Nick Clegg: 'A £17bn tax switch away from working people'
The Liberal Democrats have said they want to cut the amount of income tax paid by most workers by £700 a year.
The party proposes raising the threshold at which people start paying to £10,000, with all those earning under £100,000 paying less.
BBC political editor Nick Robinson said this move replaced the commitment to cut the basic rate of income tax by 4p.
But Labour said it was "policy on the hoof" by a party which had changed its tax policy twice in 12 months.
Introducing the proposal Liberal Democrat leader Nick Clegg said "big businesses and millionaires" would make up the shortfall in revenue.
It was "nonsense" to say cuts could not be brought in during a recession because a "tax switch" was "affordable", he said.
His Treasury spokesman Vince Cable said this could be "fully funded by closing tax loopholes and cracking down on tax avoidance".
The party says that raising the personal allowance to £10,000 for all people will mean an effective tax cut of £705 to anyone earning over that amount.
These plans will give money back to the people who really need it at the time when they need it most
Nick Clegg, Lib Dems
It estimates the overall cost of the pledge will be £17bn a year - slightly less than the cost of the previous pledge to cut 4p in basic tax, which was estimated at £19-20bn.
The Lib Dems say they would find the money through raising taxes on richer people, for example cutting top rate tax relief on pension contributions, raising capital gains tax and closing some loopholes for companies and high earners.
But Financial Secretary to the Treasury Stephen Timms said: "This is another example of a policy on the hoof by the Lib Dems.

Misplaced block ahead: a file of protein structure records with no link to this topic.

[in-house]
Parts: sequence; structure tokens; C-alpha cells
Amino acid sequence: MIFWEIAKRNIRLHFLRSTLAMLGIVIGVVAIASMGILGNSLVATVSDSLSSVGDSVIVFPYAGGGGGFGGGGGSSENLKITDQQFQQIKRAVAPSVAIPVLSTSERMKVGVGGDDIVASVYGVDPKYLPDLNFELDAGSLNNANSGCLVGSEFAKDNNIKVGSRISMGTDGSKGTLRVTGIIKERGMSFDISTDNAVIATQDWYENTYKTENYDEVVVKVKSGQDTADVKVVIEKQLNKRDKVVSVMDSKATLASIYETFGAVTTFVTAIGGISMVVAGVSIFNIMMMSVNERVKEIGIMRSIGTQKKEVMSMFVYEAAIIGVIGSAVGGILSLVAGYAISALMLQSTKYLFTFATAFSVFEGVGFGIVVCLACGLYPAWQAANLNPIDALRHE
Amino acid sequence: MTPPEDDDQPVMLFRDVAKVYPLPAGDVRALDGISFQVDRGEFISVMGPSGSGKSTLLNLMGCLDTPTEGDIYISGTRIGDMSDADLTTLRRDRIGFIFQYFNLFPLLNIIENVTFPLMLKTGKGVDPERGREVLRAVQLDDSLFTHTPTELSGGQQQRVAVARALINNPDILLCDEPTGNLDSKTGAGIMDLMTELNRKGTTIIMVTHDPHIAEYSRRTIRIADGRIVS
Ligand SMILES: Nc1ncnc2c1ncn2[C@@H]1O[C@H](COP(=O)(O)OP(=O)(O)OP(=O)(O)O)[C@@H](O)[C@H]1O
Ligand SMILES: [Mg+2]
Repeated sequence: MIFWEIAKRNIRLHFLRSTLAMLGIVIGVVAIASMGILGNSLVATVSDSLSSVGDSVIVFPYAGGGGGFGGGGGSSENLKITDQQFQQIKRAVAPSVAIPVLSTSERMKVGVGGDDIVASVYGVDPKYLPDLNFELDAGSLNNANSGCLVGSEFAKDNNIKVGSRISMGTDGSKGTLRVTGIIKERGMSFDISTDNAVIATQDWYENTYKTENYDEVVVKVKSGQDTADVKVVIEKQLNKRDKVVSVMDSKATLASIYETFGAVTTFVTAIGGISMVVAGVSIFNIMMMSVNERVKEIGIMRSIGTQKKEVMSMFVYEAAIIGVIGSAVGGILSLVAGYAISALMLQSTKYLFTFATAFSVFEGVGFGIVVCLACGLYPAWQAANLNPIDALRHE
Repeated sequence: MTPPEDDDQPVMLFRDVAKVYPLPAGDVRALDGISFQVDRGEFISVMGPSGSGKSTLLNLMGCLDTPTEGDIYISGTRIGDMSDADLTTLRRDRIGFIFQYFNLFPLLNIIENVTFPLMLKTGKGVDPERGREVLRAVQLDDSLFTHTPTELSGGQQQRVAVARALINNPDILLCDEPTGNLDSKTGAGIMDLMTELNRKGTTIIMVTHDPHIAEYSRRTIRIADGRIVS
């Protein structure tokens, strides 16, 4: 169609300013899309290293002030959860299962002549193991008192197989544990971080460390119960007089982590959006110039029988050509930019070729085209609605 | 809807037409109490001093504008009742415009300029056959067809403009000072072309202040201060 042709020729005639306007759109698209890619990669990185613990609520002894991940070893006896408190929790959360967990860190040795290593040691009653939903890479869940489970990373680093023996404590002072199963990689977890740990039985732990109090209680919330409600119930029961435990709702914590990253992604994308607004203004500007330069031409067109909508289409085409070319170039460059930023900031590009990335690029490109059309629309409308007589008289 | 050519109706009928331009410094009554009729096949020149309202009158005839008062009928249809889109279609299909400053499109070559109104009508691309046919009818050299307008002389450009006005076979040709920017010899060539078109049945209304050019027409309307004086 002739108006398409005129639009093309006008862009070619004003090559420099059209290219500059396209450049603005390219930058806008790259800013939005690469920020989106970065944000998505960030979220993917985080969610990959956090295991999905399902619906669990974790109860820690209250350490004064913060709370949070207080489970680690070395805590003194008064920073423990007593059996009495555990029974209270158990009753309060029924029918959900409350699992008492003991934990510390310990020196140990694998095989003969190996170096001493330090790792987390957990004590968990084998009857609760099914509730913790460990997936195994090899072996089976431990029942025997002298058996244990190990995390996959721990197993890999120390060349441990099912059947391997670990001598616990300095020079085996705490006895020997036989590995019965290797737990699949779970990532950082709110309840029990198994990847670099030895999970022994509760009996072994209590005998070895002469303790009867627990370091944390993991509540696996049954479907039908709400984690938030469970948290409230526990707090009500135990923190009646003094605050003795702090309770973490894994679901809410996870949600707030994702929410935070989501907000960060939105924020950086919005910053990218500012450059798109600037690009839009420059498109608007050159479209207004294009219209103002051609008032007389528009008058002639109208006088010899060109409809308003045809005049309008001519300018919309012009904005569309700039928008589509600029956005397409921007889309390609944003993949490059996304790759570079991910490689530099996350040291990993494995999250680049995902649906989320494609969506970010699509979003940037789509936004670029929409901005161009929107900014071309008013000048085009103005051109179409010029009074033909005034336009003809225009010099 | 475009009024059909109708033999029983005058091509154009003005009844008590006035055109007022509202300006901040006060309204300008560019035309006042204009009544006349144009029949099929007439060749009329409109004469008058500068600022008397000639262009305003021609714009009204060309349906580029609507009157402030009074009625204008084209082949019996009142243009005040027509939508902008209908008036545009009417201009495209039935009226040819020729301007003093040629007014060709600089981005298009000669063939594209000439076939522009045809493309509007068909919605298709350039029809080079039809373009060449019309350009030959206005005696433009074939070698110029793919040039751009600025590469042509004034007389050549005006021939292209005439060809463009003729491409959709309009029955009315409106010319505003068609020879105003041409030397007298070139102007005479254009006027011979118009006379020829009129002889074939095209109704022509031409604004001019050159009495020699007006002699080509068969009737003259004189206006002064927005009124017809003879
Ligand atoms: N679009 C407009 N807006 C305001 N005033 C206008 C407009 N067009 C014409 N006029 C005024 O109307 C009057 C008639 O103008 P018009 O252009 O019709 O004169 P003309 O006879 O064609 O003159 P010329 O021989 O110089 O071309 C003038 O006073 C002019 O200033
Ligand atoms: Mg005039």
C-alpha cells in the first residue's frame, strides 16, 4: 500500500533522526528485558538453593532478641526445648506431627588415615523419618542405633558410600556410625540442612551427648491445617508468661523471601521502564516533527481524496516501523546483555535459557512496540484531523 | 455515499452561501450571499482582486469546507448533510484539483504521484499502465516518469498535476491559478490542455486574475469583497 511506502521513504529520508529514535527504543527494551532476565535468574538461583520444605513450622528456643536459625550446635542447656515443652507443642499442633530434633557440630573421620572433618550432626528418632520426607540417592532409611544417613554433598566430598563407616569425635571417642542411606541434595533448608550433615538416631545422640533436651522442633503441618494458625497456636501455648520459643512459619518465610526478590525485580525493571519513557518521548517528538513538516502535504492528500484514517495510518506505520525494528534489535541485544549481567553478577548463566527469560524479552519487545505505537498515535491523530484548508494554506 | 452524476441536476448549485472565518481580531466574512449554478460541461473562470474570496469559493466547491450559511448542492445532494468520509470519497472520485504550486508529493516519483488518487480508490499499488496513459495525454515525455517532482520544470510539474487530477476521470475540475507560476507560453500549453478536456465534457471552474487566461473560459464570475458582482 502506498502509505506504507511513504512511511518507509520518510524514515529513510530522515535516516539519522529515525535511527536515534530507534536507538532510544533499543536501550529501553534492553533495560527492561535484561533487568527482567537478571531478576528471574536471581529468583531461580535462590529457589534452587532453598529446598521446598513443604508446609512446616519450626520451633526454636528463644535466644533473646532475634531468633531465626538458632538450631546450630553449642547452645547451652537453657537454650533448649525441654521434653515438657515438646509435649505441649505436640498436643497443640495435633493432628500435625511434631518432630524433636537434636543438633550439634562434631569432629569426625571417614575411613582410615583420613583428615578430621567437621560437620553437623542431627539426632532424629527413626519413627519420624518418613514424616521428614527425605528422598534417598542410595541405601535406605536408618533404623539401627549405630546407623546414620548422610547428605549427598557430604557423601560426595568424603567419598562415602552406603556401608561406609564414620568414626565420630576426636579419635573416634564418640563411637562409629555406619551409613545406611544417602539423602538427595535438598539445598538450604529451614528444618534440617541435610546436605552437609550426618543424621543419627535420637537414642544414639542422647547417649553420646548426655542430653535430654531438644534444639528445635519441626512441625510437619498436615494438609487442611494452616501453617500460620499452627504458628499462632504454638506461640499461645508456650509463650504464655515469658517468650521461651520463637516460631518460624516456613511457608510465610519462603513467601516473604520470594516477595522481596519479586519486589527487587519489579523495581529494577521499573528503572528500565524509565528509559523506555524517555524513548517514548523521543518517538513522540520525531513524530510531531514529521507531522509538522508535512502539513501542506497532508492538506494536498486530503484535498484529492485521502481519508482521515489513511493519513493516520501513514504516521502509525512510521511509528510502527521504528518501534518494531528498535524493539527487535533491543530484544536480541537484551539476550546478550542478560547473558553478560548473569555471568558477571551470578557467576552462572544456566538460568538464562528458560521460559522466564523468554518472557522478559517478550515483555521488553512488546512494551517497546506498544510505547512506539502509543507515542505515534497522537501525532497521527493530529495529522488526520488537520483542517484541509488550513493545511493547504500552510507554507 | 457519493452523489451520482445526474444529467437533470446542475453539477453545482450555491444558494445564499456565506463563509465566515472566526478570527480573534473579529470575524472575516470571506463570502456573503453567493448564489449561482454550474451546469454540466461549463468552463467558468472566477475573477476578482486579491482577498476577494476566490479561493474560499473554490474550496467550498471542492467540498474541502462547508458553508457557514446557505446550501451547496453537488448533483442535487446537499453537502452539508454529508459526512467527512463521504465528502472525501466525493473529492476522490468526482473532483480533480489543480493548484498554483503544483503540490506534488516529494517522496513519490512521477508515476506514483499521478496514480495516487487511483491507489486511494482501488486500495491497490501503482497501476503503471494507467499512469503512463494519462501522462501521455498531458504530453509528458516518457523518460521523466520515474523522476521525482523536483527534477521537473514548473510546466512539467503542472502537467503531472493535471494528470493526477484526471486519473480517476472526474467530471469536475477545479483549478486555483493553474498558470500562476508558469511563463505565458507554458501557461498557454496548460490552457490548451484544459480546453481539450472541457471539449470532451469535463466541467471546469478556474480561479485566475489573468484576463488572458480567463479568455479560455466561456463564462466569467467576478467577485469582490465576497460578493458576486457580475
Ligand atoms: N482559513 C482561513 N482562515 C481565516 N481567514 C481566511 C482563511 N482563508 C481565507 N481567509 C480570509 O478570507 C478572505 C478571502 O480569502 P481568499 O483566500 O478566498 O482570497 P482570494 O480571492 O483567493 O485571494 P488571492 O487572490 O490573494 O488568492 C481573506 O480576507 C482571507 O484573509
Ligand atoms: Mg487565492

"By completely changing his tax plans for the second time in less than a year, Nick Clegg is showing that he is out of his depth and incapable of making serious proposals for serious times."
At last year's party conference, the Lib Dems backed plans by Mr Clegg to cut taxes for people on low and middle incomes - on top of the 4p income tax cut - paid for by public spending savings.
But Mr Clegg denied the change in policy made it appear the party had not thought through its proposals.
"It is an evolving situation. What everyone has understood since last autumn is the recession is falling hardest on people on middle and low incomes," he told BBC Radio 4's World at One.
The new pledge would make the tax system even fairer than the 4p promise, he said.
Among current government spending commitments, Mr Clegg said the UK's military role could be reconsidered, along with government "targets" such as getting 50% of young people into higher education.
Other outgoings to be looked at could include the Child Trust Fund, he added.
Under a Lib Dem government, measures aimed at increasing revenue would include tackling stamp duty avoidance and subjecting "benefits in kind" to National Insurance.
Aviation taxes should be levied per plane, rather than per passenger, Mr Clegg said.
He said: "These plans will give money back to the people who really need it at the time when they need it most.
"It is time to end the unfairness that sees big businesses and the wealthy treating taxes as something to be easily avoided, leaving everybody else to pay out.
"For too long governments have been letting companies stash their money in offshore tax havens while taxpayers are left to foot the bill.
He said the plans "wouldn't add a penny to the overall tax burden, but they would spread that burden far more fairly".
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